Sparkling wine is so popular that some version of it is made in almost every country that produces wine.
Sadly, most of it is drunk only during holidays or special occasions. That certainly is understandable, as these wines just seem to make any occasion seem more festive, more special.
And that is why, this year, I decided to publish my annual sparkling wine column after the holidays. My mission here is to convince you to drink sparkling wine throughout the year.
This year, I’ve been drinking a lot of Crémant d’Alsace as more affordable alternatives to nonvintage Champagne, with comparable quality. This bubbly from a region better known for amazing Rieslings and Gewurztraminers is produced from the classic Champagne varieties — pinot noir and chardonnay — though pinot blanc, pinot gris and riesling make it into some blends.
The rosés, though, are 100% pinot noir. All wines made using the same method as Champagne, described on labels as “Méthode Champenoise” or “Méthode Traditionnelle”.
Prosecco, that foamy, fruity northeastern Italian wine from the native glera grape, has vaulted in popularity in recent years. When I visited the region in 2001, I became aware of the reputation of Adami as one of the region’s best producers. The winery is known for aging its wines before the secondary fermentation that produces the bubbles, and for implementing that secondary fermentation in small batches throughout the year (the common process is to do it shortly after harvest in one large batch).
Ever heard of “Methode Cap Classique”? It’s a creative way of describing South African sparkling wine made in the traditional Champagne Method.
MCCs often use traditional Champagne varieties, as well as more signature South African grapes like chenin blanc. These are up and coming bubbly varities that deserve your attention.
Here are my recommendations:
• Lucien Albrecht: Brut ($23), mostly pinot blanc; fresh and crisp apple and apricot with pleasant saline and chalky notes. Brut Rosé ($23) 100 percent pinot noir; fresh strawberry and citrus, creamy palate.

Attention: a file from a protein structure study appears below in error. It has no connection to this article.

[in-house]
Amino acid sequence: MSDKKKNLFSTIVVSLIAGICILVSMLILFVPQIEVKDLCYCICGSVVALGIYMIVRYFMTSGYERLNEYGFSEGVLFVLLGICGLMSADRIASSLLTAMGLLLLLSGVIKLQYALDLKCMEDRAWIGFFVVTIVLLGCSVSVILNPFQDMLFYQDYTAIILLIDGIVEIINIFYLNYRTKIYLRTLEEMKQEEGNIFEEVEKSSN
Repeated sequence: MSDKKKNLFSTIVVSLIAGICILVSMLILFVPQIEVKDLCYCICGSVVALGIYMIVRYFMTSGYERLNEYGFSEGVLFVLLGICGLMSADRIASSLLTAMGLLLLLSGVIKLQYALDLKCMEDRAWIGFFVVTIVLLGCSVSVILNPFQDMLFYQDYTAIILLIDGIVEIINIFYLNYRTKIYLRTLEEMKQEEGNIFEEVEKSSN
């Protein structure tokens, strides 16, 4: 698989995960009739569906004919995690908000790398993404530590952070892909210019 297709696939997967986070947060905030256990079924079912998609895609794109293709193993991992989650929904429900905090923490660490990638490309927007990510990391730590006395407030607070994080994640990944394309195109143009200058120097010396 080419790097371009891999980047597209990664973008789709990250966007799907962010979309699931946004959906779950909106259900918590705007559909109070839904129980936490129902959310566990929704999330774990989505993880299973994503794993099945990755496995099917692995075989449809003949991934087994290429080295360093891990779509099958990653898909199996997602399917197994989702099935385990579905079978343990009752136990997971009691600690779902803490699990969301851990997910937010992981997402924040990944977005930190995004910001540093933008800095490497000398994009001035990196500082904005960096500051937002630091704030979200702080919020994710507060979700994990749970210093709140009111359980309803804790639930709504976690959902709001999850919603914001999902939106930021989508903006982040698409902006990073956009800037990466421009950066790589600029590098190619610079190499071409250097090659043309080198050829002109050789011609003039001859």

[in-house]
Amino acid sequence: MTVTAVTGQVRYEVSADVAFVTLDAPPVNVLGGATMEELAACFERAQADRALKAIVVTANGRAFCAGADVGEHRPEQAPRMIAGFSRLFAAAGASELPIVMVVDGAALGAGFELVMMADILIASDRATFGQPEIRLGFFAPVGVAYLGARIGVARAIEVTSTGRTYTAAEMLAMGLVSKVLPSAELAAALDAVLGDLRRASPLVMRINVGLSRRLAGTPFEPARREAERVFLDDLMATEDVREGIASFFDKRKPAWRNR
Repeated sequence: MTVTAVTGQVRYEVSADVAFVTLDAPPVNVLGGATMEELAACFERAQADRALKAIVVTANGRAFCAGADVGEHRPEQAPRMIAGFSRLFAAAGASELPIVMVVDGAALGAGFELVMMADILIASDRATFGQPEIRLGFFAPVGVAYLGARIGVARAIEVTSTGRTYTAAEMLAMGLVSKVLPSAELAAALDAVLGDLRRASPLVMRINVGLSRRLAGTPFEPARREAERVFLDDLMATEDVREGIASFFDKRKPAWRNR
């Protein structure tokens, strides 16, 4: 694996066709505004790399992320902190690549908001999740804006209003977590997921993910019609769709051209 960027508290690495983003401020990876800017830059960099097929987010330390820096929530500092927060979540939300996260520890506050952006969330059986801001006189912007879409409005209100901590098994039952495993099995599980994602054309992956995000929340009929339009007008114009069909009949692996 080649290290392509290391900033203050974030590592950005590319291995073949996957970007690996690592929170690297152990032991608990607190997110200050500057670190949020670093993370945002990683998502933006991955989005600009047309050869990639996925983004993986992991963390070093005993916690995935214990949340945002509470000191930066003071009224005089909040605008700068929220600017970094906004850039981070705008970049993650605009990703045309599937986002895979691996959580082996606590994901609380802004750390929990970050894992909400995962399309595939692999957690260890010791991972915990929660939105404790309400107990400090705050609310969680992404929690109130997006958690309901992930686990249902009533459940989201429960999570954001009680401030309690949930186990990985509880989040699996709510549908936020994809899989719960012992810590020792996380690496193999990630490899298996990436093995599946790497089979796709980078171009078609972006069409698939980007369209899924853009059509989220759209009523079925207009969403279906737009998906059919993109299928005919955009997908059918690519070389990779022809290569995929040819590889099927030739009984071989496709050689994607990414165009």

• François Baur Brut Réserve: pinot blanc, riesling, chardonnay, pinot gris; tropical fruit, lychee, soft palate.
• Dopff & Irion Rosé Brut: 100% pinot noir; pretty cherry, crisp and upstanding.
• Gustave Lorentz Brut: chardonnay pinot blanc and pinot noir; bright citrus, juicy, fresh and a little spicy.
• “Garbel” Brut ($16), the family’s entry-level prosecco; lemon, pear, honey
• “Dei Casel” Extra Dry ($20), a bit of sweetness, lightly floral with citrus.
• “Bosco di Gica” Brut ($20), Adami’s best-known wine and a perennial favorite of mine; uplifting foam, brisk citrus with tangy finish.
• 2018 “Vigneto Giardino” ($22), the first single-vineyard prosecco; opens with fruit punch, a hint of anise, mouthfilling and finishes with a blast of fruit
Methode Cap Classique
• Boschendal Brut Rosé ($28) mostly pinot noir, with a touch of pinotage and chardonnay from the estate’s top vineyards; displays notes of red berries, with some complexity.
• 2013 Graham Beck Blanc de Blancs ($29), 100 percent chardonnay; a selection of the estate’s highest-quality chardonnay; crisp lemon wrapped in toasty crème brûlée; drinks intense, brisk and austere
• 2015 Ken Forrester Sparklehorse ($30), 100% chenin blanc; hints of creaminess yield to tight, brisk citrus and apple, my favorite.